I disagree with Judge Yeary's contention that granting relief on an unpreserved claim of the sort before us amounts to resurrecting the now-defunct “right not recognized” exception to the contemporaneous objection rule. The right at issue here is not the same as the right at issue in Karenev v. State.1 The right at issue in Karenev was the right not to be convicted under a facially unconstitutional law that had not yet been declared unconstitutional.2 The right at issue in the present case is the right not to be convicted under a facially unconstitutional law that has been declared unconstitutional. This latter right is nonforfeitable, regardless of when the law was declared unconstitutional. For example, suppose a prosecutor were ignorant of the fact that a particular law had been declared unconstitutional on its face and proceeded to prosecute someone under that law. Suppose defense counsel were also ignorant of the matter and failed to object at trial. That failure to object would not forfeit the claim that the law had been declared facially unconstitutional.
Of course, it is unlikely that the prosecutor and the defense attorney in a criminal trial would both be ignorant of the fact that the law on which the prosecution is based has been declared facially unconstitutional. And if they were, the defendant would almost certainly have a slam-dunk claim of ineffective assistance of counsel—unless, of course, the defendant had no attorney because he represented himself at trial.3 But it matters not that prosecutions after a law is declared unconstitutional are unlikely or that a defendant prosecuted under a law after it was declared unconstitutional would ever need this type of claim to be nonforfeitable in order to obtain relief. The point is that the claim is nonforfeitable regardless of when it arises in relation to the defendant's prosecution.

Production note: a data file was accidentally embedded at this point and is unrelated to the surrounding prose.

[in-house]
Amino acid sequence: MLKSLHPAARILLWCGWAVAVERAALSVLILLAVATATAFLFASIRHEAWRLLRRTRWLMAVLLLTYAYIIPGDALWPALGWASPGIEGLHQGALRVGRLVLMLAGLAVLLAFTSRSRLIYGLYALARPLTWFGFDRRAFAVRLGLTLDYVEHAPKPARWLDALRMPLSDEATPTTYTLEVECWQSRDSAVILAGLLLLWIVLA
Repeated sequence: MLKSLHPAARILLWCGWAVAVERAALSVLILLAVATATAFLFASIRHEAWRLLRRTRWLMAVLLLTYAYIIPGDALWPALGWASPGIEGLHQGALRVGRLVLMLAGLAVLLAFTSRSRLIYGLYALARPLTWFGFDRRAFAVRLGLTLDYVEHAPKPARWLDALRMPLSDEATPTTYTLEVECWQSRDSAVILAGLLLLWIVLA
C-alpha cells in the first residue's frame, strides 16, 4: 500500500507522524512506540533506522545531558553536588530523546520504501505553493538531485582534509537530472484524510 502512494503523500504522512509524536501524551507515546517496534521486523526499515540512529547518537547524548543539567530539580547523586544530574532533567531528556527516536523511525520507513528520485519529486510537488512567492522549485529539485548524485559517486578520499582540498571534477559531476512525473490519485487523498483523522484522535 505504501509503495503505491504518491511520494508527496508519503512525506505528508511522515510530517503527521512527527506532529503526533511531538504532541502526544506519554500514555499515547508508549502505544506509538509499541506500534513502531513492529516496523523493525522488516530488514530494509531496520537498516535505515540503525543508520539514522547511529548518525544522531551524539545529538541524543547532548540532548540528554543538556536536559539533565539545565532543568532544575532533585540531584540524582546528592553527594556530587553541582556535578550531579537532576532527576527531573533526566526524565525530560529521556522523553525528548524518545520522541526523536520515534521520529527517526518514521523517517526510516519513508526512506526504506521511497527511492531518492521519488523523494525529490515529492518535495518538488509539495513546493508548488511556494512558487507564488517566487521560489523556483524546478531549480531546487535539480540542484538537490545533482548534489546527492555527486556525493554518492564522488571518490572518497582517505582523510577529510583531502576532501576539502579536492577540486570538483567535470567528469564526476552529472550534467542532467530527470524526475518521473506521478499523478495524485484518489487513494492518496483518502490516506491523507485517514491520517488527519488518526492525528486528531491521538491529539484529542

However, I agree with Judge Yeary, for the reasons given in his opinion, that a petition for discretionary review is not the appropriate avenue to address the type of claim before us when the court of appeals did not address it. And I also agree that appellant has an avenue in which to obtain relief on this claim—habeas corpus.4
I also note that the legislature passed a statute this year that requires the appointment of counsel to file a habeas application in a non-capital case when the State represents to the convicting court that an indigent defendant was convicted or sentenced under a statute that was found unconstitutional by this Court or the United States Supreme Court.5 This statute is already in effect and applies retroactively.6 Appellant's remedy is by an application for a writ of habeas corpus.
I respectfully dissent to the Court's disposition of both the State's and appellant's petitions for discretionary review in our cause number PD–1793–13. I concur in the Court's disposition of the State's other petitions for discretionary review.